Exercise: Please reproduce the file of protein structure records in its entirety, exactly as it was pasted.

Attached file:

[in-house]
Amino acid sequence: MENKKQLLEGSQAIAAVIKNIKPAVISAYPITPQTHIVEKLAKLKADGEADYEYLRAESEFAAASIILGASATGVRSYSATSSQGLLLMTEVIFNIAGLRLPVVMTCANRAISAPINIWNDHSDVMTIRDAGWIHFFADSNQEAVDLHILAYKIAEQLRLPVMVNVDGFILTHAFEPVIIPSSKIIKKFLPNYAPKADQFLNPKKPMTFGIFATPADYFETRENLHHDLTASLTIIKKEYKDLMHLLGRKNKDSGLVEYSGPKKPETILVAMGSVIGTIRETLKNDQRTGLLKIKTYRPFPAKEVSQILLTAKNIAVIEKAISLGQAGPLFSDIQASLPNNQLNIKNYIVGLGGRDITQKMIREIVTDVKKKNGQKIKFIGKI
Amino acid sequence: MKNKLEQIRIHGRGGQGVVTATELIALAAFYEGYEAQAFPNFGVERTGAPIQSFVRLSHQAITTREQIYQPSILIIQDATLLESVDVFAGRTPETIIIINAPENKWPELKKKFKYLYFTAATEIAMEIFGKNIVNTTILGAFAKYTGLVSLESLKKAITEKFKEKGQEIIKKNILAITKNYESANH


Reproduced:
[in-house]
Amino acid sequence: MENKKQLLEGSQAIAAVIKNIKPAVISAYPITPQTHIVEKLAKLKADGEADYEYLRAESEFAAASIILGASATGVRSYSATSSQGLLLMTEVIFNIAGLRLPVVMTCANRAISAPINIWNDHSDVMTIRDAGWIHFFADSNQEAVDLHILAYKIAEQLRLPVMVNVDGFILTHAFEPVIIPSSKIIKKFLPNYAPKADQFLNPKKPMTFGIFATPADYFETRENLHHDLTASLTIIKKEYKDLMHLLGRKNKDSGLVEYSGPKKPETILVAMGSVIGTIRETLKNDQRTGLLKIKTYRPFPAKEVSQILLTAKNIAVIEKAISLGQAGPLFSDIQASLPNNQLNIKNYIVGLGGRDITQKMIREIVTDVKKKNGQKIKFIGKI
Amino acid sequence: MKNKLEQIRIHGRGGQGVVTATELIALAAFYEGYEAQAFPNFGVERTGAPIQSFVRLSHQAITTREQIYQPSILIIQDATLLESVDVFAGRTPETIIIINAPENKWPELKKKFKYLYFTAATEIAMEIFGKNIVNTTILGAFAKYTGLVSLESLKKAITEKFKEKGQEIIKKNILAITKNYESANH